In the ongoing series of previews from the Dark Pages anthology from Blade Red Press, here’s an excerpt from the second story in the collection:
Heart of Ice
by Martin Livings
Lidja sits astride the deacon’s sodden corpse as he writhes, his erect penis cold and wet inside her. Sweat runs down the young sorceress’ chest, between her small breasts, as she rocks back and forth against the dripping body. Her hair, usually black, sweeps across her eyes in a golden blur. She tilts her head back, smiling, and looks to the corner of the guest room. There, next to the hearth, huddles the deacon’s betrothed, his beloved Gudrún. Her pale blue eyes are wide, and her perfect body is naked beneath the blankets because her nightdress is wrapped around Lidja’s slight body like a chameleon’s skin. The scent of the frightened girl still clings to it. The fire beside Gudrún seems to laugh quietly to itself in crackles and pops, amused by the girl’s terror. This in turn makes Lidja smile.
“Garún,” the corpse moans, bringing Lidja’s attention back to him. His face, though grey and bloated, is still that face she knows so well, the face she has imagined close to hers so many times before. His fetid grave-breath fills her nostrils. She breathes it in, savours it. “Garún,” he says again. He can’t pronounce the name, tongue black, swollen.
“Yes, my love,” Lidja whispers back to him. “Yes, it’s me.” The lie is the smallest of her sins.
He moans and settles back against the stone that lies in the centre of the room. It is the size and shape of a small bed, its surface flat and rough and smeared with the dirt of the field from which it came…
“Einn, tveir, Þrír!” the men of Myrká chanted, and in unison they strained to lift the massive rock. It came away from the muddy field with a sucking noise, and left a large, wet hole like an open wound in the earth and snow where it had lain for centuries, carried there by the passage of long-gone glaciers. It looked like the capstone of a grave, just as she’d envisioned it.
Lidja smiled, satisfied, from atop her gelding as she watched the men toil with it. She was impressed by their strength and dedication. The men, their faces red, chests bare and sweaty despite the winter chill, shuffled over to the cart, and with a single skilful motion deposited the rock over its side. The wooden wheels and axle creaked and cracked and buckled beneath the sheer weight of it, and for a long moment nobody dared speak or move or even breathe. But somehow the rickety cart didn’t collapse, though the wheels sank deep into the ground. The draft horses would make short work of that, however.
“How did you know it would be here?” the priest, Gunnarsson, asked. He stood by her horse, his robes tucked up into his rope belt to keep them clean. His legs looked as if they’d never seen the sun before, white as the snow that still covered most of the ground.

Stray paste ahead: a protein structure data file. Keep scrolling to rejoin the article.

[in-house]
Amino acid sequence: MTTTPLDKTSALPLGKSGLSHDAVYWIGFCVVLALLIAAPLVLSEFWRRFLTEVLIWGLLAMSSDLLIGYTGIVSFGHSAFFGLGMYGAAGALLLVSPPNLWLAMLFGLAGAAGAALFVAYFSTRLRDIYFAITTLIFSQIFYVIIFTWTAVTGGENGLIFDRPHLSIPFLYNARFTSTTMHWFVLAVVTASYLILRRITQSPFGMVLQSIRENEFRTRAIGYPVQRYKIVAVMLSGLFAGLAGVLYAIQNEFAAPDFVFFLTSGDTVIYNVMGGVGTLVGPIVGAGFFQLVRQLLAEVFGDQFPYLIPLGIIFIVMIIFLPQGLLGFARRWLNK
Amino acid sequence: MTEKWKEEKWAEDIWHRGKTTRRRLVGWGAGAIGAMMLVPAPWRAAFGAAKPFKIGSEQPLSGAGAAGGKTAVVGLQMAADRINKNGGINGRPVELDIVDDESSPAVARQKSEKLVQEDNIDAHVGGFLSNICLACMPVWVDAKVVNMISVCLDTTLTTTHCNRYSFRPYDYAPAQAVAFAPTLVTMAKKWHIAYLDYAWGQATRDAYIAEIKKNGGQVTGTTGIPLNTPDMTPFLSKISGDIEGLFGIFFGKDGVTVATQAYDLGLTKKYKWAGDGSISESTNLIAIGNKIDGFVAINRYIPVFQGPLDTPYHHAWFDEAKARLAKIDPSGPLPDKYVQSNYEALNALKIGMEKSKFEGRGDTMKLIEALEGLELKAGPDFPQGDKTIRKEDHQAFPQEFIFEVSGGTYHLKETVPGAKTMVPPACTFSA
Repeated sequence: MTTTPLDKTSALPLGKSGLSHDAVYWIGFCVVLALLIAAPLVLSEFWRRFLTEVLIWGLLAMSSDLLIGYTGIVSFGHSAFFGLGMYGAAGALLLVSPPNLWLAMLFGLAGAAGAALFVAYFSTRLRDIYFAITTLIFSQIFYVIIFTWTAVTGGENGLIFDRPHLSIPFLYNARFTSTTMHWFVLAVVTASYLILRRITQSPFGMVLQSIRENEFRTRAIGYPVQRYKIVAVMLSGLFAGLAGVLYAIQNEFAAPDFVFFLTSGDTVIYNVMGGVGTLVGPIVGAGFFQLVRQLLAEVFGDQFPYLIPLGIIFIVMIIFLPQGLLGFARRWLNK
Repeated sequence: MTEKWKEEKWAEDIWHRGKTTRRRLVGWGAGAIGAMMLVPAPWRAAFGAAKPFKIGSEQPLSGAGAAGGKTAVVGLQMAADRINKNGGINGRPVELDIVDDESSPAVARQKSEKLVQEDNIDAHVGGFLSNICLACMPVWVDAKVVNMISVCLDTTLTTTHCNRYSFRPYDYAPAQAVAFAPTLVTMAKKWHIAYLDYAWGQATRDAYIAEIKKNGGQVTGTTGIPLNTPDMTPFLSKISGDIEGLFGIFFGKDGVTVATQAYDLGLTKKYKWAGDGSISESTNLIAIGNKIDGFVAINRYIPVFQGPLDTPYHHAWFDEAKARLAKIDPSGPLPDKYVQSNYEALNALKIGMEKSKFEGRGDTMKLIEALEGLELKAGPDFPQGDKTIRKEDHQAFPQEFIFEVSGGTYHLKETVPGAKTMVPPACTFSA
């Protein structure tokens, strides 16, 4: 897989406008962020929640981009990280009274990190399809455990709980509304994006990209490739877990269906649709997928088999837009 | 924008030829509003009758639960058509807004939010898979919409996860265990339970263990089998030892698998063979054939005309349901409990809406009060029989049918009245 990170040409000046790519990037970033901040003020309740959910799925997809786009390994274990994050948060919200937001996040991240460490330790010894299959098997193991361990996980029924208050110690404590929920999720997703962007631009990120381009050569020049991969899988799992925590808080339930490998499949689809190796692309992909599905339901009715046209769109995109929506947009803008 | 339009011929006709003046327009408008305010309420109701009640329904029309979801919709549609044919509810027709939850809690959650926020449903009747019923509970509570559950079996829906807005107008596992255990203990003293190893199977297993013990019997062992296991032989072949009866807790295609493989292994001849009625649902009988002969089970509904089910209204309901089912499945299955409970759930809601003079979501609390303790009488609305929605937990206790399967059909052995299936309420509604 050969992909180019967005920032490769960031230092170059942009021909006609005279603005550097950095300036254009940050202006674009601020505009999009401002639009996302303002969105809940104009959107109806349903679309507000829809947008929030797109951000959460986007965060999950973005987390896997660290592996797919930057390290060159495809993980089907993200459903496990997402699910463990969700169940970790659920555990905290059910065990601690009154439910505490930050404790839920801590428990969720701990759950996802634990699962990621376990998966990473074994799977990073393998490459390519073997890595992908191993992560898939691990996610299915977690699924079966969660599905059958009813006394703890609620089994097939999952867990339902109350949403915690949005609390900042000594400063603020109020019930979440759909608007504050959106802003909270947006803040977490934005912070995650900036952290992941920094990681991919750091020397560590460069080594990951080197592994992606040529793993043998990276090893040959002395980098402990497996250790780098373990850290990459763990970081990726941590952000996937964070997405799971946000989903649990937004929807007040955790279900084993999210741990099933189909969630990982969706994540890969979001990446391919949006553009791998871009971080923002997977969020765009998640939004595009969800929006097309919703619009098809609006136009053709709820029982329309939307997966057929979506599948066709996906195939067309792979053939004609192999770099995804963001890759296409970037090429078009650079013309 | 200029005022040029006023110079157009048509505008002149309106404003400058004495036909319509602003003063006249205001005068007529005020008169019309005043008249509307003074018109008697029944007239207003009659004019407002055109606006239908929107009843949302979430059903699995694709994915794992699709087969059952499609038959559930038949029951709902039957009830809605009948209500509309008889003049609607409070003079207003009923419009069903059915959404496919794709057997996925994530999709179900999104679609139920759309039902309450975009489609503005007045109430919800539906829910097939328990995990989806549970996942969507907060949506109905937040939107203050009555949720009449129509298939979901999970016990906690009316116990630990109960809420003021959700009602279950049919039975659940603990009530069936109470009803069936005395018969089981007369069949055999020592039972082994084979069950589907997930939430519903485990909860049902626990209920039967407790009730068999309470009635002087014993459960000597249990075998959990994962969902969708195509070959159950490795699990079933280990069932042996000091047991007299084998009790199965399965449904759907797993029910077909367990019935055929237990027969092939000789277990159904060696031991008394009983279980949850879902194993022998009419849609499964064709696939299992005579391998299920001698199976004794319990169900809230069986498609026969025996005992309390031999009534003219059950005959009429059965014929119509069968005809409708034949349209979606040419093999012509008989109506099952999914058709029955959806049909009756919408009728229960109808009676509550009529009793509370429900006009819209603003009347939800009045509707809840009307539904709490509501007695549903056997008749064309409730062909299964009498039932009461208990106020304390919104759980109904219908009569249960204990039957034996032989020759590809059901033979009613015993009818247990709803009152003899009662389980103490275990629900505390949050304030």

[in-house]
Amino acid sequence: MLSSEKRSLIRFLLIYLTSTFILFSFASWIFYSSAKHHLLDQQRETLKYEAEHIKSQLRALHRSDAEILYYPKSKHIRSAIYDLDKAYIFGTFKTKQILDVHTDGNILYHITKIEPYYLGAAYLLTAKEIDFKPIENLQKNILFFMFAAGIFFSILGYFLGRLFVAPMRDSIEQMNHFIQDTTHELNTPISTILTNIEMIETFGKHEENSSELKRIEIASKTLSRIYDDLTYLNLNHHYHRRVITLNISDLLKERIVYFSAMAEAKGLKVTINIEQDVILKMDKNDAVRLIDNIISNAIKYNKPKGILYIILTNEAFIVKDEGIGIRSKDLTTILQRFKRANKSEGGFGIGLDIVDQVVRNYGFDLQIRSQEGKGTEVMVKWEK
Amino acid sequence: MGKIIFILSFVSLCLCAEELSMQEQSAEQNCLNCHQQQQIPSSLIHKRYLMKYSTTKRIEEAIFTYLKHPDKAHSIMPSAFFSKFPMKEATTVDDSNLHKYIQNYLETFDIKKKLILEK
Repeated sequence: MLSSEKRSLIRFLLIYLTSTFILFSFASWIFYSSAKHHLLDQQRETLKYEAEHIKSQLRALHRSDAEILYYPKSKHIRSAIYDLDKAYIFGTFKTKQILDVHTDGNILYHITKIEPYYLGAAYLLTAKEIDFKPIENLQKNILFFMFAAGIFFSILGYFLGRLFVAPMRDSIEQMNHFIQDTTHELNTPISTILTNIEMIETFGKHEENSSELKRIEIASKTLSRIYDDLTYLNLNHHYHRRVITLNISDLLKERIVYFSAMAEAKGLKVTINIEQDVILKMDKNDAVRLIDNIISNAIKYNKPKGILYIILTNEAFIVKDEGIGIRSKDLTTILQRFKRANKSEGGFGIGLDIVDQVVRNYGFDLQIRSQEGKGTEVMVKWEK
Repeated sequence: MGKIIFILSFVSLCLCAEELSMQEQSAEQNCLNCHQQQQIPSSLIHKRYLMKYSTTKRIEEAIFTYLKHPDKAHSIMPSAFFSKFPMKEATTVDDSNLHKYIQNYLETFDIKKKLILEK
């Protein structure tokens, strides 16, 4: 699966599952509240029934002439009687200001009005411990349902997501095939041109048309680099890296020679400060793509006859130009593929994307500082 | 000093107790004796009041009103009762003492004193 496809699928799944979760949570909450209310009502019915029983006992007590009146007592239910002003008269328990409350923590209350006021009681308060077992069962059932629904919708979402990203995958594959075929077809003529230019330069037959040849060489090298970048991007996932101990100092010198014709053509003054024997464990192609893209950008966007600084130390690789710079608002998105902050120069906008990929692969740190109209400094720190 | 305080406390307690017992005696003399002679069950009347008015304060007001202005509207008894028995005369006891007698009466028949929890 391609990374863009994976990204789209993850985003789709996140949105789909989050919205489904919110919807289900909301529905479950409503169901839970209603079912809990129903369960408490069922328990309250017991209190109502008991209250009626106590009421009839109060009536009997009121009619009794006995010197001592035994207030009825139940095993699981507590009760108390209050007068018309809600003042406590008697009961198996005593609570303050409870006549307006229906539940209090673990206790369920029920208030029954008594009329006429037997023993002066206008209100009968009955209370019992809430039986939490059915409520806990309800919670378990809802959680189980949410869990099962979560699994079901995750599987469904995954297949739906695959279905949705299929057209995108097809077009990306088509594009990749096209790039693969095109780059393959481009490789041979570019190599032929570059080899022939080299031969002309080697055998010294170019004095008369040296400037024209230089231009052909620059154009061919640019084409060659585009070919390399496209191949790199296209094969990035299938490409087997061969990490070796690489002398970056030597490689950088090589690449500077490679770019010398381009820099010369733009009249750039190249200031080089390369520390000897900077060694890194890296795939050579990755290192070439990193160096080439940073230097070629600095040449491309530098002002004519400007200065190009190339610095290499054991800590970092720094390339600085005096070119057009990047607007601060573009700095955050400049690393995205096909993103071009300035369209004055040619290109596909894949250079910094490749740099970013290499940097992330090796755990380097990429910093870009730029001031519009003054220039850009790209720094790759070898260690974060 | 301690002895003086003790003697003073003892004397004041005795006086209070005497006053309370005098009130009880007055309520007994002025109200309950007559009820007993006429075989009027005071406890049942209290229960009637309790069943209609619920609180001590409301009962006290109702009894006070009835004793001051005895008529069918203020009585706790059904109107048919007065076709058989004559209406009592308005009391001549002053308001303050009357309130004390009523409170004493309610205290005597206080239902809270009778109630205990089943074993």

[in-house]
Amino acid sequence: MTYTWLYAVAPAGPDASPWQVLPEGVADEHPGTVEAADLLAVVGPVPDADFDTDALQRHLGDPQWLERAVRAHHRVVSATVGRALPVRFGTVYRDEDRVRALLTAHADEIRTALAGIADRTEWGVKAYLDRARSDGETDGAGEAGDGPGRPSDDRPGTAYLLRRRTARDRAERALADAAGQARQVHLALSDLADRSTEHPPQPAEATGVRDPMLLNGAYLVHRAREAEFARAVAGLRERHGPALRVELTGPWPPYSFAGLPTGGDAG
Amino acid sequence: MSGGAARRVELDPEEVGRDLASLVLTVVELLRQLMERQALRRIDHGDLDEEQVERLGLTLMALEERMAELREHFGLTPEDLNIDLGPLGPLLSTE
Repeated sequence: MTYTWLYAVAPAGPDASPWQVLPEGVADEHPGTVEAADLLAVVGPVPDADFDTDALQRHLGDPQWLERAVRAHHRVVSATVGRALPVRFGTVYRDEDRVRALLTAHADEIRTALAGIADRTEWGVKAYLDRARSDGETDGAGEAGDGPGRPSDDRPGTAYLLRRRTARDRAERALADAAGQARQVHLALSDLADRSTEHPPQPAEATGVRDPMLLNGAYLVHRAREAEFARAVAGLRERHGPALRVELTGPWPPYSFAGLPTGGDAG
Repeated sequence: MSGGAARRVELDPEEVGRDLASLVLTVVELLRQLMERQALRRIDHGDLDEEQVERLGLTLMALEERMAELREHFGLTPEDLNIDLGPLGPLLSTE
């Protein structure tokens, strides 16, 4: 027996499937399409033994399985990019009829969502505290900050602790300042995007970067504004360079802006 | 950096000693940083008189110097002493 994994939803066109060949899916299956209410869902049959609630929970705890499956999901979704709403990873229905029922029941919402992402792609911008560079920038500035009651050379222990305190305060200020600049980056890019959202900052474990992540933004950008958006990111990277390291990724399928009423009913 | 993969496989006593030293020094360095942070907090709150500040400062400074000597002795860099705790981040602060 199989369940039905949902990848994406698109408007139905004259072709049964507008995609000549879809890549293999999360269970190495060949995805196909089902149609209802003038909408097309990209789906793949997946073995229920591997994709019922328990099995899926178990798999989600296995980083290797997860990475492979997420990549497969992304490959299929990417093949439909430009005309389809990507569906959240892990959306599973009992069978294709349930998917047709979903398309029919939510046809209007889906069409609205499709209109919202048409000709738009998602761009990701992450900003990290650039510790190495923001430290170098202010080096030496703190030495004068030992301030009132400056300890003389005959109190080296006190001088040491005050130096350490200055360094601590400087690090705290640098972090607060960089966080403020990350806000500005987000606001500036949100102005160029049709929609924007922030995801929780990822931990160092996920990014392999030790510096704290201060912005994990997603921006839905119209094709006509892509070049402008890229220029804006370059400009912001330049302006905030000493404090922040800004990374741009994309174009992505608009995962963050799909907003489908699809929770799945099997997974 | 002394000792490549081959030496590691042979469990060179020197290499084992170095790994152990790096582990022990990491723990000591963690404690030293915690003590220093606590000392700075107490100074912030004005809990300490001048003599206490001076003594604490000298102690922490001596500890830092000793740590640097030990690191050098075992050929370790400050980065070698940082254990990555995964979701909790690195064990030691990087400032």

“It spoke to me,” Lidja answered, not looking at Gunnarsson. “Called to me. It’s waited here for me, all these years.”
The two watched in silence as the draft horses were harnessed to the cart. The animals seemed agitated, bothered by the proximity of the stone. Or perhaps it was Lidja’s presence that was upsetting them. It had taken her gelding many years of training to tolerate her, and even now she could feel it twitching between her thighs. Animals could sense her kind. They used to act the same way around…
“…your mother,” Gunnarsson said from beside Lidja, taking her by surprise. She’d been lost in thought.
She turned to the priest. “What?” she snapped.
“Your mother, Freya. I was sorry to hear about her passing.”
“Oh, such a nice way to put it,” Lidja replied bitterly. “I suppose you think she’s with your God now?”
Gunnarsson shook his head, solemn. “No, child,” he said. “Your mother burns in hell as a witch. As will you.”
Lidja laughed. “Ah, Father, at least we can agree on one thing.” She looked back to the stone, sitting there in the back of the cart. “But before I do, I can do something you cannot.”
“And what is that?”
“I can return the deacon to his grave.”
Gunnarsson didn’t respond. He just looked at the cart as well. The horses were secured to it now, and one of the men slapped them across their hindquarters with a whip. They whinnied, even more displeased than before, and dragged the cart across the field. The wheels barely turned, ploughing twin furrows into the soil and snow as it inched forward.
“It is not too late for you, Lidja,” the priest said at last, his voice soft. “God forgives all sins.”
Lidja’s eyes remained upon the stone. She shook her head. “No,” she whispered. “Not all.”
Lidja puts one hand flat against the rock, feels its chill, more cold even than the deacon’s wet, dead body. And getting colder.
The deacon spasms beneath her, inside her. It’s almost time.
Under her breath, she begins her incantation in a language old as the land itself. The stone beneath her hand turns colder still. The deacon seems unaware, lost in his undead ecstasy. He shudders beneath her again, grunts like an angry ape.
A freezing sensation runs through her body, starting in her loins and spreading out, filling her with ice water. She gasps as it threatens to swallow her whole; her mind flickers like a scrap of burning parchment caught in a blizzard. She struggles to remain conscious, to push the cold, empty darkness aside. She leans hard against the rock, continues the spell she memorised from the most potent grimoire that had belonged to her mother, before…